"Let brotherly love continue. Do not neglect to show hospitality to strangers, for thereby some have entertained angels unawares." -Hebrews 13:1-2

So, even if you never host an angel--we are called to care for those around us. Read this parable and be encouraged to continue showing hospitality to whoever you can, whenever you can: 

 “When the Son of Man comes in his glory, and all the angels with him, then he will sit on his glorious throne. Before him will be gathered all the nations, and he will separate people one from another as a shepherd separates the sheep from the goats. And he will place the sheep on his right, but the goats on the left. Then the King will say to those on his right, ‘Come, you who are blessed by my Father, inherit the kingdom prepared for you from the foundation of the world. For I was hungry and you gave me food, I was thirsty and you gave me drink, I was a stranger and you welcomed me, I was naked and you clothed me, I was sick and you visited me, I was in prison and you came to me.37 Then the righteous will answer him, saying, ‘Lord, when did we see you hungry and feed you, or thirsty and give you drink? And when did we see you a stranger and welcome you, or naked and clothe you? And when did we see you sick or in prison and visit you?’ And the King will answer them, ‘Truly, I say to you, as you did it to one of the least of these my brothers, you did it to me.'" -Matthew 25:31-40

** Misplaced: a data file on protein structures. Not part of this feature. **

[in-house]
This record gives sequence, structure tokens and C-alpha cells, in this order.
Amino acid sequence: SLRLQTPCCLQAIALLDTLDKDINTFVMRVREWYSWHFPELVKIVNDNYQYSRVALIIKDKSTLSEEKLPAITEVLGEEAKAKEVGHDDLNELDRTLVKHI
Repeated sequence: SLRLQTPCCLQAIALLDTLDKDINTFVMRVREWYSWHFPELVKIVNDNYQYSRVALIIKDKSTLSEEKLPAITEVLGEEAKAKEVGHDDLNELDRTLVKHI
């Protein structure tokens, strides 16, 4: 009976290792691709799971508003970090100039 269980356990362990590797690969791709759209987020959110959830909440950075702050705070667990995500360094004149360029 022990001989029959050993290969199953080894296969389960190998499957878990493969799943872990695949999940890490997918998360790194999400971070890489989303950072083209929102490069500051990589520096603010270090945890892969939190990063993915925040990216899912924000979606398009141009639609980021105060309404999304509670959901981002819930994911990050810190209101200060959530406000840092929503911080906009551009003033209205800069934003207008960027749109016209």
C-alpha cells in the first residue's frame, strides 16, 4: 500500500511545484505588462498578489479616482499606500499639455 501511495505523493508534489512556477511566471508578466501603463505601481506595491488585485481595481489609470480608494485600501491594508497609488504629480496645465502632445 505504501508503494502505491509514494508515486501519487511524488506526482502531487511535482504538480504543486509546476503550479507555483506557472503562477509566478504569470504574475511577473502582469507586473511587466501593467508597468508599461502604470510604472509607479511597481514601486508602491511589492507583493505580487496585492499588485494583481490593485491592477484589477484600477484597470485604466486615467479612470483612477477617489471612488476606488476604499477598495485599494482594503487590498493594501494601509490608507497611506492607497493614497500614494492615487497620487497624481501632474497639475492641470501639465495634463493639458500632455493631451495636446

Okay...this rabbit trail on hospitality started because I was looking at the first picture in this post. As I was deciding on whether or not to delete it, I couldn't help but feel blessed by hospitality. The loving hospitality that has been shown to me by friends and family, and the times I have been able to show hospitality towards others flashed through my memory. It is all worth it! It is better to give than to receive; and I often feel that way about opening my home to others. 

It is a blessing to be surrounded by many friends. 

 It was difficult to settle on a guest list for Willow's birthday party. As you can see, our apartment is on the small side and we could not invite everyone we wanted to! 

from Brad's iPhone camera...the dessert table was set up at such varying stages that there are really so many versions of what it eventually looked like. 

On the right, playing the snow ball game where kids had to knock over a tower of cups with 'snowballs' made from felt and...wait for it...toilet paper stuffing.

Singing happy birthday to the birthday girl! 

Willow did a much better job (compared to last year) opening gifts with appropriate levels of enthusiasm and expressed thankfulness.

Our crafty friend, Lauren, made Willow her very own "Elsa cape". Willow was very excited about the matching headband!